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Scientists At Children's Hospital And Brandeis Use Video Games To Unlock Secrets Of The Brain's Sense Of Direction

Date:
June 25, 1999
Source:
Brandeis University
Summary:
By playing video games, teenagers with epilepsy are making important contributions to science: they've taught researchers that certain brain waves may be the key to learning and remembering how to find our way from one place to another. The work - which has the potential to help us understand how memory works and ultimately point to cures for both epilepsy and memory disorders - is reported in the June 24 issue of the journal Nature.

WALTHAM, Mass. - By playing video games, teenagers with epilepsy are making important contributions to science: they've taught researchers that certain brain waves may be the key to learning and remembering how to find our way from one place to another. The work - which has the potential to help us understand how memory works and ultimately point to cures for both epilepsy and memory disorders - is reported in the June 24 issue of the journal Nature.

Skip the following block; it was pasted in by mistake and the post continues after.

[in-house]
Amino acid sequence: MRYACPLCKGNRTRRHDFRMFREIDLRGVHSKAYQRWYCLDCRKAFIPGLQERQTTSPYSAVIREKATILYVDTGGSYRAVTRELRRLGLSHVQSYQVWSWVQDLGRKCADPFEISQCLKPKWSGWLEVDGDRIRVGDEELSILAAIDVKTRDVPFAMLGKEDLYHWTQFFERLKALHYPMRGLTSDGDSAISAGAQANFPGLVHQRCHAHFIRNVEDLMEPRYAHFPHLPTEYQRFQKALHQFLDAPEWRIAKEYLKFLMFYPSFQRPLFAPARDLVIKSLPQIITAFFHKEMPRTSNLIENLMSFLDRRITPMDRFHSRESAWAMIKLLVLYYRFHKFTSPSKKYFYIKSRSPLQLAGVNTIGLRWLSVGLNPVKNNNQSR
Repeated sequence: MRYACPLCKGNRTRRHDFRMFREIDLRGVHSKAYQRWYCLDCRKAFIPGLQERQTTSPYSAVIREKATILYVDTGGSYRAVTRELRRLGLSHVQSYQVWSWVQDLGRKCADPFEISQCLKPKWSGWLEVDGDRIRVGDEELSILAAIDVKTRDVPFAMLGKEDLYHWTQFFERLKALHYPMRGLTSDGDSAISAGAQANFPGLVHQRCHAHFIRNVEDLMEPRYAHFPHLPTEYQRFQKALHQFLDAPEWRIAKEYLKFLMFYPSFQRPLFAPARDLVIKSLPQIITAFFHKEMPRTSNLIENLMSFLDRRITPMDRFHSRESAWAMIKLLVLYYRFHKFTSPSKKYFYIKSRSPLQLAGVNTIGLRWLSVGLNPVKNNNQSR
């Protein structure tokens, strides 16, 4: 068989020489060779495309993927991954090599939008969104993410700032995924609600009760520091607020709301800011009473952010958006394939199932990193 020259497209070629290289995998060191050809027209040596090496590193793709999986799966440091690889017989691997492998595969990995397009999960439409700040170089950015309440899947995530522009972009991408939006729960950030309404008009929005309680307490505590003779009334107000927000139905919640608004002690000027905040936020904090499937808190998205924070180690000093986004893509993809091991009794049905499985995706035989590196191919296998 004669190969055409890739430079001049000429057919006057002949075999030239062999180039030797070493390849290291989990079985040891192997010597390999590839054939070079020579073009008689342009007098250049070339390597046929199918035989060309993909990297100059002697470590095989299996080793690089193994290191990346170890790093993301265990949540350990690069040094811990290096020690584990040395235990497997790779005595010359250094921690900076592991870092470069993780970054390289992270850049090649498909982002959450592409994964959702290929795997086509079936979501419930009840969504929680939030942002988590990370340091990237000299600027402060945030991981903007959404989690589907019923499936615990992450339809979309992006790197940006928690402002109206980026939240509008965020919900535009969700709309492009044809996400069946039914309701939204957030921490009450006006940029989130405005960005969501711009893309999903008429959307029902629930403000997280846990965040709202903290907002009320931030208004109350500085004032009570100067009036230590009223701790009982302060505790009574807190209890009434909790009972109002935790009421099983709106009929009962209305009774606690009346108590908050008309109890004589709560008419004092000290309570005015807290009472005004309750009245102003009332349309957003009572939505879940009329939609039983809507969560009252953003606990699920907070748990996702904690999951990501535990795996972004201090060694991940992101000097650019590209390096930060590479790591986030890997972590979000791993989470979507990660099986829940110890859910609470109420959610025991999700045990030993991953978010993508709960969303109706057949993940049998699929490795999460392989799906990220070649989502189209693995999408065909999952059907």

Story Source:

The above story is based on materials provided by Brandeis University. Note: Materials may be edited for content and length.


Cite This Page:

Brandeis University. "Scientists At Children's Hospital And Brandeis Use Video Games To Unlock Secrets Of The Brain's Sense Of Direction." ScienceDaily. ScienceDaily, 25 June 1999. <www.sciencedaily.com/releases/1999/06/990625074215.htm>.
Brandeis University. (1999, June 25). Scientists At Children's Hospital And Brandeis Use Video Games To Unlock Secrets Of The Brain's Sense Of Direction. ScienceDaily. Retrieved April 16, 2014 from www.sciencedaily.com/releases/1999/06/990625074215.htm
Brandeis University. "Scientists At Children's Hospital And Brandeis Use Video Games To Unlock Secrets Of The Brain's Sense Of Direction." ScienceDaily. www.sciencedaily.com/releases/1999/06/990625074215.htm (accessed April 16, 2014).

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